As the number of crypto projects continues to grow, success increasingly depends on effective marketing – and that could be about to get a whole lot tougher, especially in Europe, the US, and Australia.
MiCA: Influencers and Marketers Beware
In Europe, the Markets in Crypto Assets (MiCA) bill was approved by the European Parliament Committee on Economic and Monetary Affairs on 10 October, and looks set to become legislation within months.
This will have serious implications for any individual or business in any way promoting, or even just commenting on, the crypto space. For example, MiCA’s definition of what will be considered ‘market manipulation’ is incredibly sweeping:
“taking advantage of occasional or regular access to the traditional or electronic media by voicing an opinion about a crypto-asset, while having previously taken positions on that crypto-asset, and profiting subsequently from the impact of the opinions on the price of that crypto-asset, without having simultaneously disclosed that conflict of interest to the public in a proper and effective way.”
Although the goal of combating market manipulation is laudable, the immense scope of the wording could cause significant problems for anyone marketing or even commenting on any digital asset. Obviously, it will have ramifications for anyone engaged in affiliate marketing of anything related to digital assets, including influencers and performance marketing companies, but it could also conceivably affect individuals making innocuous comments on social media.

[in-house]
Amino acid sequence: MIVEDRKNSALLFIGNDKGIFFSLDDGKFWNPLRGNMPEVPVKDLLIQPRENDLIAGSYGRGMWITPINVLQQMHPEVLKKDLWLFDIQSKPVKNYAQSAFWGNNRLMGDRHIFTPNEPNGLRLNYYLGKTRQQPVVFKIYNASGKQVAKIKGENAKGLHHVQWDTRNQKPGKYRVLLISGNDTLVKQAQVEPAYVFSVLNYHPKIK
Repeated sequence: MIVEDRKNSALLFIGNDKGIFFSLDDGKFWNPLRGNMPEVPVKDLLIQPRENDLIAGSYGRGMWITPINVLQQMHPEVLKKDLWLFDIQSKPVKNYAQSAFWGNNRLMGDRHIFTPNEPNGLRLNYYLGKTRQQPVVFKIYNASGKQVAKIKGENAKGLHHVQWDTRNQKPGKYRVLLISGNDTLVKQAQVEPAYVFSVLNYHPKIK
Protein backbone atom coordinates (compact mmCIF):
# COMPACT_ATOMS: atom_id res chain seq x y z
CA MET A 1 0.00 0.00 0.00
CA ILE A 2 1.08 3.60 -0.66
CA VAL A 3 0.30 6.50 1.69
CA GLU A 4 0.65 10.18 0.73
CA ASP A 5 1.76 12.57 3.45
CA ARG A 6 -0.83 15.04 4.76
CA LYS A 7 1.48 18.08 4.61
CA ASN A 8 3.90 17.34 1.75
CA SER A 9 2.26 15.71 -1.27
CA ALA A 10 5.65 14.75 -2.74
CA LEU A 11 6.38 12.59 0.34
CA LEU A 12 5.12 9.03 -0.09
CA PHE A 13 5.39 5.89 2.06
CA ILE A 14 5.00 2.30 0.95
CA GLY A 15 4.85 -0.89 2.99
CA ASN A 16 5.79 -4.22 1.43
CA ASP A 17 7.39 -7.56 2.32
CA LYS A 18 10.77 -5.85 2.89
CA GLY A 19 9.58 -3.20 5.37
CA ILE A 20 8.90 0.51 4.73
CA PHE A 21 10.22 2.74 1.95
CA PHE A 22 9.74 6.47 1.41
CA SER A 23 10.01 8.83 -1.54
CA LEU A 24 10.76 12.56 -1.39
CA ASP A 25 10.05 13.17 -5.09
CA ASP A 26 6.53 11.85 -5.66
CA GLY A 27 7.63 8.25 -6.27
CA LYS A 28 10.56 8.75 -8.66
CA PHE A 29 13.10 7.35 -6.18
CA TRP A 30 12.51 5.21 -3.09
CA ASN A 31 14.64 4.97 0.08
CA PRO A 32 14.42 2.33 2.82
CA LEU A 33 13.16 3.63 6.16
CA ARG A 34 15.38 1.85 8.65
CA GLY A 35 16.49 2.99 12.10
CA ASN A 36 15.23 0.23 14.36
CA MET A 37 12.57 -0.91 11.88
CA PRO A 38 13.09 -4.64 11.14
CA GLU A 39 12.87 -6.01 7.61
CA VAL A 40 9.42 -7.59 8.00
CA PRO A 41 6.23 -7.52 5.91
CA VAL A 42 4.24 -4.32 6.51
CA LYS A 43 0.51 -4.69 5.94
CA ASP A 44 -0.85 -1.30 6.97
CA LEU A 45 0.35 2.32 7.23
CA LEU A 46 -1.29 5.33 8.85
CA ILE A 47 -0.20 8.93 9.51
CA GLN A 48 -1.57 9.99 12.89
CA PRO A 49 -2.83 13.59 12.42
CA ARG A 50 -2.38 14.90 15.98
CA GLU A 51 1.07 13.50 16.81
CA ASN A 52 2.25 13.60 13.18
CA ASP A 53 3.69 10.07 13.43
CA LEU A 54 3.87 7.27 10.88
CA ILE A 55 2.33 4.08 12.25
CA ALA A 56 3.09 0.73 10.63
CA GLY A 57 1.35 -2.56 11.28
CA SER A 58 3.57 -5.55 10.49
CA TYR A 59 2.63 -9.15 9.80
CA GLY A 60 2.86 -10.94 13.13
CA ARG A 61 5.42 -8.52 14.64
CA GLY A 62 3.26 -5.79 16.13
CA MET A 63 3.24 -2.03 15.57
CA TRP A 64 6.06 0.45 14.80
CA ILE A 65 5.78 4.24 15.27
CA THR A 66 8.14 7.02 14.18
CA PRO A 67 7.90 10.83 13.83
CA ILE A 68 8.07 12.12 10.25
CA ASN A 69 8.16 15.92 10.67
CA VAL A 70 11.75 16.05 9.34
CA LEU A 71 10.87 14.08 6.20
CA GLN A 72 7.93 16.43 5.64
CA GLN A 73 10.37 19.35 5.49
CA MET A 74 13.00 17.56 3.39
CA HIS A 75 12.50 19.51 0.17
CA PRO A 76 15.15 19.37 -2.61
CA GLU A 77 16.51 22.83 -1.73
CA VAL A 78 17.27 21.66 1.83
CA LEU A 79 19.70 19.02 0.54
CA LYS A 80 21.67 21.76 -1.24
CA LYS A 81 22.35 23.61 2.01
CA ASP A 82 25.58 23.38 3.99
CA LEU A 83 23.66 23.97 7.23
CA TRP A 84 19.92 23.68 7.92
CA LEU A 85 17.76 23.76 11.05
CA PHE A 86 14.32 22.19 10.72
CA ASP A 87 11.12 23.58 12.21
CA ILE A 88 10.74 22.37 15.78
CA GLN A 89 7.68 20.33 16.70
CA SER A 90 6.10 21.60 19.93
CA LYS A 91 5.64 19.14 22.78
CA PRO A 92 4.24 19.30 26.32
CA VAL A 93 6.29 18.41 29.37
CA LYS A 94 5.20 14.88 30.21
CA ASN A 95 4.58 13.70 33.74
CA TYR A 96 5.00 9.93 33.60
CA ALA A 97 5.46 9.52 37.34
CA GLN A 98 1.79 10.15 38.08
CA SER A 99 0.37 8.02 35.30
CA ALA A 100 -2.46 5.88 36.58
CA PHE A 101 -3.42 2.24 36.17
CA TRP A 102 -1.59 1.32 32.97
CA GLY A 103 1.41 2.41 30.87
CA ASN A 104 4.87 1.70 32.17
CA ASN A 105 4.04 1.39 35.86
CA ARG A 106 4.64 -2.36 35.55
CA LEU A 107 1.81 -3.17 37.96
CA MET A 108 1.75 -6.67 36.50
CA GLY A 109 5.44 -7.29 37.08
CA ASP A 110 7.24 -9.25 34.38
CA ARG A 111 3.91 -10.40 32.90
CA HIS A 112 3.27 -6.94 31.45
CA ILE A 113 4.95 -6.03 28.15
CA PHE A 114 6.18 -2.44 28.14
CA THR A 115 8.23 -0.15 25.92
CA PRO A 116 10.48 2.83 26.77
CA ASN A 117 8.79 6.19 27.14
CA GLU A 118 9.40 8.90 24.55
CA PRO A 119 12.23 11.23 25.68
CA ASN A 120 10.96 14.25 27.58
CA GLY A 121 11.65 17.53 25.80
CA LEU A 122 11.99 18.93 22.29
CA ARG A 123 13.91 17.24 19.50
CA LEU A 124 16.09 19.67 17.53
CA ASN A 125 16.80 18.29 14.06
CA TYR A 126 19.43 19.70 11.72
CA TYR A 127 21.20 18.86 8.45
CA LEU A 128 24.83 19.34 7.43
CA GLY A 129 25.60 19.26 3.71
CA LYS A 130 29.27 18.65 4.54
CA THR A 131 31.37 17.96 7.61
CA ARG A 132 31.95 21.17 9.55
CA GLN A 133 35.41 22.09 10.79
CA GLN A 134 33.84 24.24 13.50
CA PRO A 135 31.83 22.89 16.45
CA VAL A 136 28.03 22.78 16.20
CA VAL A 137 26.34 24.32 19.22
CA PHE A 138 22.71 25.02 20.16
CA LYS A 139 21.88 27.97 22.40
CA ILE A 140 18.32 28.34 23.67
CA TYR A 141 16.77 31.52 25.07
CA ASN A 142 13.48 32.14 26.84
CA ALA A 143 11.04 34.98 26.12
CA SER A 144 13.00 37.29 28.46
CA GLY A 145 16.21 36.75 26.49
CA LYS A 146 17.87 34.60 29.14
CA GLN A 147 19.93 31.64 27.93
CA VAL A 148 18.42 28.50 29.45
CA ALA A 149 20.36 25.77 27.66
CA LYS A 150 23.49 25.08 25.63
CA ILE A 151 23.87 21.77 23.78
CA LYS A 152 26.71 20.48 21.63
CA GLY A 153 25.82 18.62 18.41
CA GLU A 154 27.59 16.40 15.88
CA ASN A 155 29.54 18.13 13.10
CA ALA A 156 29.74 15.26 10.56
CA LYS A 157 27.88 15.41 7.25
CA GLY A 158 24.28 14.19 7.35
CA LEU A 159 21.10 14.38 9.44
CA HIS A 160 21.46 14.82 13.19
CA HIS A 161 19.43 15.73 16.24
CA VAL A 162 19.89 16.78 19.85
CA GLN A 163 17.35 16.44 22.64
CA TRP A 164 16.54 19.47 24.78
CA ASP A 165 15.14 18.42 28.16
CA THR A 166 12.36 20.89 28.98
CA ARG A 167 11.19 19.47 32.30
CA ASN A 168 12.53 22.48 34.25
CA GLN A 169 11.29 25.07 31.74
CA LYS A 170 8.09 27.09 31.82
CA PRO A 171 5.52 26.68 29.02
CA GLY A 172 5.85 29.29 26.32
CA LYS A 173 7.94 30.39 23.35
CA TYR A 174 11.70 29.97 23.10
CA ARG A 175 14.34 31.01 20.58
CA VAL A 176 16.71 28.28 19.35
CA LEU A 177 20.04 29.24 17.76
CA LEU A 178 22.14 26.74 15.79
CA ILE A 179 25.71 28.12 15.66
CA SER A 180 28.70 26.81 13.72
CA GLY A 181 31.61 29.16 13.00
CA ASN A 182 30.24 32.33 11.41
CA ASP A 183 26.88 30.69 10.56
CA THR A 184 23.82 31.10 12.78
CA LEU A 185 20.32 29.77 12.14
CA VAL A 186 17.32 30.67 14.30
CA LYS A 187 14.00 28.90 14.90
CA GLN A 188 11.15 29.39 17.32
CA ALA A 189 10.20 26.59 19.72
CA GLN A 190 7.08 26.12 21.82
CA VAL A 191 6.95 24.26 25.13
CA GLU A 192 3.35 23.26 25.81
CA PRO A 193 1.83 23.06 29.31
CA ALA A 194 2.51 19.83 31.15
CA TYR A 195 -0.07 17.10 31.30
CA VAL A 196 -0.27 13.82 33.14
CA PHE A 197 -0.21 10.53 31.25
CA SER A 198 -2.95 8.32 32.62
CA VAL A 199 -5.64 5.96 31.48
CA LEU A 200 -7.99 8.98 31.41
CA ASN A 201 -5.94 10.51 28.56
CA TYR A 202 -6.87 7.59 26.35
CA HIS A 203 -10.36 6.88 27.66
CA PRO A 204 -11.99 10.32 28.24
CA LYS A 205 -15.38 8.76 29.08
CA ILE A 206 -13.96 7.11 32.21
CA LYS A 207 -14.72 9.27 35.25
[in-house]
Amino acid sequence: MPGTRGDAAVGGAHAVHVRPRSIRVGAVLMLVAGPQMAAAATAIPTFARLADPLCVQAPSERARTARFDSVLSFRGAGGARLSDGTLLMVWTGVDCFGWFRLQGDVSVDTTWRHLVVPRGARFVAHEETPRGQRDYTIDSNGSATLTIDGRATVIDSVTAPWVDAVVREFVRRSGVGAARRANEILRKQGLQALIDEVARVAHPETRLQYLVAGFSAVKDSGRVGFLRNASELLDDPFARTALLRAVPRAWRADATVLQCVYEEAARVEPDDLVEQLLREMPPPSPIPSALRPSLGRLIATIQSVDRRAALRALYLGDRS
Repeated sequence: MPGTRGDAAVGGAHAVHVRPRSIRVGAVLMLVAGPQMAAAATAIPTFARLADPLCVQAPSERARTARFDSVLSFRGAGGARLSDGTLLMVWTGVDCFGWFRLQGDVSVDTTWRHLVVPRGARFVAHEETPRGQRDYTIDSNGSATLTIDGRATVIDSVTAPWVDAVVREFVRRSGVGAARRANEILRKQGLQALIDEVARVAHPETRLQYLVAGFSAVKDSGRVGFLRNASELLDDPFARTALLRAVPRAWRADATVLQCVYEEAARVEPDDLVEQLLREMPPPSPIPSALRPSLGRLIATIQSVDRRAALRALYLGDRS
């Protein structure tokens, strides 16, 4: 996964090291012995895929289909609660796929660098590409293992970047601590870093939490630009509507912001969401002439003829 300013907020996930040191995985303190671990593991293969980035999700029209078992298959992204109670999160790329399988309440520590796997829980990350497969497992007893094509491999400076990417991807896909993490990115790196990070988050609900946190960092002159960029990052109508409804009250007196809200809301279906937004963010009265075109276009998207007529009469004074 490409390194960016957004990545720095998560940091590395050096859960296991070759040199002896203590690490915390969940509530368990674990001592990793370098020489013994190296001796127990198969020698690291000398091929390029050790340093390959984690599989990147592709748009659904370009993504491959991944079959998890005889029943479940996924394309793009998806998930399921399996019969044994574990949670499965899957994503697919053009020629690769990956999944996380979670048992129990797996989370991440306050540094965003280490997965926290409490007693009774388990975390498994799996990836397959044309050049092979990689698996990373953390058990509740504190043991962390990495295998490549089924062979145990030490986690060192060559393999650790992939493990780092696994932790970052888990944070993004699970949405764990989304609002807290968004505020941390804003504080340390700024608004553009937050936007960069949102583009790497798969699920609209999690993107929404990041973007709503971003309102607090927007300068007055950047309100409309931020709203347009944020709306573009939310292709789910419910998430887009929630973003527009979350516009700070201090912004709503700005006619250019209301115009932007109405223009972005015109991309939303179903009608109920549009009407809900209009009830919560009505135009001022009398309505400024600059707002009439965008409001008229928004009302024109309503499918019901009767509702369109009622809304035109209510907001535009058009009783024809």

The fuzzy nature of the legislation and the vastly complex and dynamic nature of the crypto space leaves a lot of scope for confusion and misapplication. For example, will anyone who is making any comment about a cryptocurrency, have to disclose details of their own crypto holdings on every post, to protect against the off-chance that a post goes viral and affects the market? And, who decides if any single post or comment has affected the market? What are the benchmarks? How is anything proven?
Disclaimers are Not Enough
Meanwhile, according to industry news site CoinTelegraph, digital asset lawyers in both the US and Australia have urged crypto influencers to exercise more caution. Specifically, they have pointed out that merely adding a disclaimer such as “this is not financial advice” to crypto-related content will likely not protect them legally.
This warning comes as Gary Gensler’s Securities and Exchange Commission is still locked in an epic legal battle with Ripple over whether or not XRP is a security or commodity. Although most commentators now seem to think Ripple will win the case, if Gensler does get his way and XRP is deemed a security, it could have major implications for the crypto marketing space too.
So, if celebrities and influencers thought the marketing crackdown after the 2017/18 ICO boom was bad, there may be worse to come. Of course, introducing new rules is one thing, and enforcing them quite another. But, thanks to MiCA and other new regulations, crypto influencers and marketers should tread very carefully as we move forward.